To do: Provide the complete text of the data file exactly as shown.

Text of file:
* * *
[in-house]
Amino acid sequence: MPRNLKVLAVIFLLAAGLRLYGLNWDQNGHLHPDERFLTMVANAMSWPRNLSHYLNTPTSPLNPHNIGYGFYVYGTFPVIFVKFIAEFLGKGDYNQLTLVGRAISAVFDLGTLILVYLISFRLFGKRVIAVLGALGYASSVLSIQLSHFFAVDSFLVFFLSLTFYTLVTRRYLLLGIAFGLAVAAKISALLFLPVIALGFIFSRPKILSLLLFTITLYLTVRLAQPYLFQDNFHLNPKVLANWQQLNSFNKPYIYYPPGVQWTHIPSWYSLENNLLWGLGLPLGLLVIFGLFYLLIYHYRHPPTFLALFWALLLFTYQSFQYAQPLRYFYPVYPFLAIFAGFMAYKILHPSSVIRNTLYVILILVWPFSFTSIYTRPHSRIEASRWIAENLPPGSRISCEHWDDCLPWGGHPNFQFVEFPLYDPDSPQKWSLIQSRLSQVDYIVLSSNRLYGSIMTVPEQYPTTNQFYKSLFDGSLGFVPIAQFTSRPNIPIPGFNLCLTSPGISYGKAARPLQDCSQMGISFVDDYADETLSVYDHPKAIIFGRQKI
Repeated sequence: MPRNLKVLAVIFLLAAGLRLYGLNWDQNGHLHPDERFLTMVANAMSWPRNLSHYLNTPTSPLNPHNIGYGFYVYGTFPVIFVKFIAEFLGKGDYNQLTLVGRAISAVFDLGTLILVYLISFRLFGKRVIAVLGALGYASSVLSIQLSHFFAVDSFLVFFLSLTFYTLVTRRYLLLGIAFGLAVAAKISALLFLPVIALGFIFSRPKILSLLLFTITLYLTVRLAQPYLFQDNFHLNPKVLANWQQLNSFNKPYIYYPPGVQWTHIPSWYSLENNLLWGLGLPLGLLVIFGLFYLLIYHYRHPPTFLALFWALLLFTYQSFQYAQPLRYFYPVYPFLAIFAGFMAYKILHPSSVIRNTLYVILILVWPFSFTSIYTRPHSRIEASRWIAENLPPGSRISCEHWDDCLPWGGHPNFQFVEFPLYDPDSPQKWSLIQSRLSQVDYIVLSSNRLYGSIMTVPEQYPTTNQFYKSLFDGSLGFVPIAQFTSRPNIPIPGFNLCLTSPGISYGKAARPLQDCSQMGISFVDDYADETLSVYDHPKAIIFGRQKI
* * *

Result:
[in-house]
Amino acid sequence: MPRNLKVLAVIFLLAAGLRLYGLNWDQNGHLHPDERFLTMVANAMSWPRNLSHYLNTPTSPLNPHNIGYGFYVYGTFPVIFVKFIAEFLGKGDYNQLTLVGRAISAVFDLGTLILVYLISFRLFGKRVIAVLGALGYASSVLSIQLSHFFAVDSFLVFFLSLTFYTLVTRRYLLLGIAFGLAVAAKISALLFLPVIALGFIFSRPKILSLLLFTITLYLTVRLAQPYLFQDNFHLNPKVLANWQQLNSFNKPYIYYPPGVQWTHIPSWYSLENNLLWGLGLPLGLLVIFGLFYLLIYHYRHPPTFLALFWALLLFTYQSFQYAQPLRYFYPVYPFLAIFAGFMAYKILHPSSVIRNTLYVILILVWPFSFTSIYTRPHSRIEASRWIAENLPPGSRISCEHWDDCLPWGGHPNFQFVEFPLYDPDSPQKWSLIQSRLSQVDYIVLSSNRLYGSIMTVPEQYPTTNQFYKSLFDGSLGFVPIAQFTSRPNIPIPGFNLCLTSPGISYGKAARPLQDCSQMGISFVDDYADETLSVYDHPKAIIFGRQKI
Repeated sequence: MPRNLKVLAVIFLLAAGLRLYGLNWDQNGHLHPDERFLTMVANAMSWPRNLSHYLNTPTSPLNPHNIGYGFYVYGTFPVIFVKFIAEFLGKGDYNQLTLVGRAISAVFDLGTLILVYLISFRLFGKRVIAVLGALGYASSVLSIQLSHFFAVDSFLVFFLSLTFYTLVTRRYLLLGIAFGLAVAAKISALLFLPVIALGFIFSRPKILSLLLFTITLYLTVRLAQPYLFQDNFHLNPKVLANWQQLNSFNKPYIYYPPGVQWTHIPSWYSLENNLLWGLGLPLGLLVIFGLFYLLIYHYRHPPTFLALFWALLLFTYQSFQYAQPLRYFYPVYPFLAIFAGFMAYKILHPSSVIRNTLYVILILVWPFSFTSIYTRPHSRIEASRWIAENLPPGSRISCEHWDDCLPWGGHPNFQFVEFPLYDPDSPQKWSLIQSRLSQVDYIVLSSNRLYGSIMTVPEQYPTTNQFYKSLFDGSLGFVPIAQFTSRPNIPIPGFNLCLTSPGISYGKAARPLQDCSQMGISFVDDYADETLSVYDHPKAIIFGRQKI